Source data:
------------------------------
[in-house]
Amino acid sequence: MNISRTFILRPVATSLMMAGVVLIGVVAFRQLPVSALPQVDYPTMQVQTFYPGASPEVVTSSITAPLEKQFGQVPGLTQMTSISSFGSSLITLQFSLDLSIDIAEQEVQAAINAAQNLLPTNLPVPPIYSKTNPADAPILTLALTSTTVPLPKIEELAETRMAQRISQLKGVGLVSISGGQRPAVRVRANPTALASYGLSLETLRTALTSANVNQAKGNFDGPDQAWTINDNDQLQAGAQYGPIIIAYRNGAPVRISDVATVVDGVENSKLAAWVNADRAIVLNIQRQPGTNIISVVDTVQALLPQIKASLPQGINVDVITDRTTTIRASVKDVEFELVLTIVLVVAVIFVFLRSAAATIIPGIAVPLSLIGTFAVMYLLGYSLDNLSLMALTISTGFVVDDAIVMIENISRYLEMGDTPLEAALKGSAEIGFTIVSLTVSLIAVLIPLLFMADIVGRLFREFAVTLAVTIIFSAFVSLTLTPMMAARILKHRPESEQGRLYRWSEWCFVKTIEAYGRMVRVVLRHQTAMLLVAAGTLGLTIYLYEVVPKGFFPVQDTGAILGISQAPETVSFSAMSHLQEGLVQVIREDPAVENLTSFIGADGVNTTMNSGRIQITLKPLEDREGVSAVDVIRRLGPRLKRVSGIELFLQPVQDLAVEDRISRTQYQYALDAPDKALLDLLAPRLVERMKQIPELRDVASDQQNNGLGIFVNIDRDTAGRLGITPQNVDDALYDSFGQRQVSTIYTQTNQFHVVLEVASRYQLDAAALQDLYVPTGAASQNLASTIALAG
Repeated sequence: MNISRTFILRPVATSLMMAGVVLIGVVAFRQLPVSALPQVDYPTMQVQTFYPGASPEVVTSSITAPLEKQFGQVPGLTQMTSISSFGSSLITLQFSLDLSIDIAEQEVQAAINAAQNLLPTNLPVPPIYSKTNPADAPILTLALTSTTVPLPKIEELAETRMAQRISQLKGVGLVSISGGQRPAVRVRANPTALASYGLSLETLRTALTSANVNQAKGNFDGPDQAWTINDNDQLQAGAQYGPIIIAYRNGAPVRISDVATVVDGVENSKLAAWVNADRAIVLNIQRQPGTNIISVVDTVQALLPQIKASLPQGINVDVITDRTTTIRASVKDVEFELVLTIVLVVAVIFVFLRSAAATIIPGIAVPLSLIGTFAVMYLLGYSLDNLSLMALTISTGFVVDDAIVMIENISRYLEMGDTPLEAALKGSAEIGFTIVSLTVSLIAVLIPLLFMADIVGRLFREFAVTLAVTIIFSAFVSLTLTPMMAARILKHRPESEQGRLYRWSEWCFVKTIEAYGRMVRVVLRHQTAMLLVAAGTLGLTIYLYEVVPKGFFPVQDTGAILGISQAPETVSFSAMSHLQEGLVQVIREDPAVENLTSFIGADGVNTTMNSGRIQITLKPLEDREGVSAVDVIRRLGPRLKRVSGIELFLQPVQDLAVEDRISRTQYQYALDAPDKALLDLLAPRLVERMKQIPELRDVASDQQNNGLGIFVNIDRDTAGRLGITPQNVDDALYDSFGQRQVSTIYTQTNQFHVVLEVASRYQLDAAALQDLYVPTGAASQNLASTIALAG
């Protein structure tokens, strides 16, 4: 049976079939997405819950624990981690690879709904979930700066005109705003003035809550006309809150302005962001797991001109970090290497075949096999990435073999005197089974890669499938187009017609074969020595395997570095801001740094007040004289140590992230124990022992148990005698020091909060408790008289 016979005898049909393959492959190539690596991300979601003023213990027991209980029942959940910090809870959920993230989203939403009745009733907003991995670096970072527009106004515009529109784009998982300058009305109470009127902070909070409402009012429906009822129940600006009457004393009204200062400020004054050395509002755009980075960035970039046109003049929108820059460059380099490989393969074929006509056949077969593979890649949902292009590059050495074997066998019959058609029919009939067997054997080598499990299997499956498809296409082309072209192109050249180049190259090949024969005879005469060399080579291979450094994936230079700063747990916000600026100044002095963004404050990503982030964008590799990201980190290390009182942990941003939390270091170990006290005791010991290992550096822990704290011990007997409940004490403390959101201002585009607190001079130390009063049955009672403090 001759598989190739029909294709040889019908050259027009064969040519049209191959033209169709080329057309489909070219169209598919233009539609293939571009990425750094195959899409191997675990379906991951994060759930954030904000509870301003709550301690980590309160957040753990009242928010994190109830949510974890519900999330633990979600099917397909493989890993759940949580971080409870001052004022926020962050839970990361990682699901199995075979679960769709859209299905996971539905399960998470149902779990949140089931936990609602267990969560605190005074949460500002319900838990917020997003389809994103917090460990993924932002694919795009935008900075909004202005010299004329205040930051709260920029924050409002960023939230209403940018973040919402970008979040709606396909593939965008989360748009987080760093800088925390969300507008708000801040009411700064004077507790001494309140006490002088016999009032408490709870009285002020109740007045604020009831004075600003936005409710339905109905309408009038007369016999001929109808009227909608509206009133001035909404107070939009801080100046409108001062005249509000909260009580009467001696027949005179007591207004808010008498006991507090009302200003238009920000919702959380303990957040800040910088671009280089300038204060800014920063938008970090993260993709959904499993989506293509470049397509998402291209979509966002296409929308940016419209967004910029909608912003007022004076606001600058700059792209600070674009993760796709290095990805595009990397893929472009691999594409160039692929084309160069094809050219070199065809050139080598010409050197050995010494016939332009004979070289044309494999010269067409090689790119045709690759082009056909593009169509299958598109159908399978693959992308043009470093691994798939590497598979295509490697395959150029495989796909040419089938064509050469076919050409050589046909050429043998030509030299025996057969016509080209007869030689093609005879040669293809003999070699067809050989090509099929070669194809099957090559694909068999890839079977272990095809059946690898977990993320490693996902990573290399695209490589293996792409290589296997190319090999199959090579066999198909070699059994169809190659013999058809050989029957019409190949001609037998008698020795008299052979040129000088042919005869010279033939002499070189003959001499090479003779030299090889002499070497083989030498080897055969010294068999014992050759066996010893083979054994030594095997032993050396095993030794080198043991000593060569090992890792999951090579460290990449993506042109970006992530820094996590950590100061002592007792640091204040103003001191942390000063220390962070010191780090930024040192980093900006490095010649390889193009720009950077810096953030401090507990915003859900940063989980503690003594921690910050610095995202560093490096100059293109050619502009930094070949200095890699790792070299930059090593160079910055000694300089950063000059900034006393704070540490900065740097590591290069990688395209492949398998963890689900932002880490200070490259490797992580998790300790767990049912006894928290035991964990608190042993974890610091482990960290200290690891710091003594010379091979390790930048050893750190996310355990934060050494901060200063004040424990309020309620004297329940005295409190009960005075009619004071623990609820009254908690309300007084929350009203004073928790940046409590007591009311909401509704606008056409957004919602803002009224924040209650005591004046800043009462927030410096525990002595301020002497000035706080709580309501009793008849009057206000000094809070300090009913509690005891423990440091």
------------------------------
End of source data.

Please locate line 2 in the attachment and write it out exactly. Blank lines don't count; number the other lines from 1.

Amino acid sequence: MNISRTFILRPVATSLMMAGVVLIGVVAFRQLPVSALPQVDYPTMQVQTFYPGASPEVVTSSITAPLEKQFGQVPGLTQMTSISSFGSSLITLQFSLDLSIDIAEQEVQAAINAAQNLLPTNLPVPPIYSKTNPADAPILTLALTSTTVPLPKIEELAETRMAQRISQLKGVGLVSISGGQRPAVRVRANPTALASYGLSLETLRTALTSANVNQAKGNFDGPDQAWTINDNDQLQAGAQYGPIIIAYRNGAPVRISDVATVVDGVENSKLAAWVNADRAIVLNIQRQPGTNIISVVDTVQALLPQIKASLPQGINVDVITDRTTTIRASVKDVEFELVLTIVLVVAVIFVFLRSAAATIIPGIAVPLSLIGTFAVMYLLGYSLDNLSLMALTISTGFVVDDAIVMIENISRYLEMGDTPLEAALKGSAEIGFTIVSLTVSLIAVLIPLLFMADIVGRLFREFAVTLAVTIIFSAFVSLTLTPMMAARILKHRPESEQGRLYRWSEWCFVKTIEAYGRMVRVVLRHQTAMLLVAAGTLGLTIYLYEVVPKGFFPVQDTGAILGISQAPETVSFSAMSHLQEGLVQVIREDPAVENLTSFIGADGVNTTMNSGRIQITLKPLEDREGVSAVDVIRRLGPRLKRVSGIELFLQPVQDLAVEDRISRTQYQYALDAPDKALLDLLAPRLVERMKQIPELRDVASDQQNNGLGIFVNIDRDTAGRLGITPQNVDDALYDSFGQRQVSTIYTQTNQFHVVLEVASRYQLDAAALQDLYVPTGAASQNLASTIALAG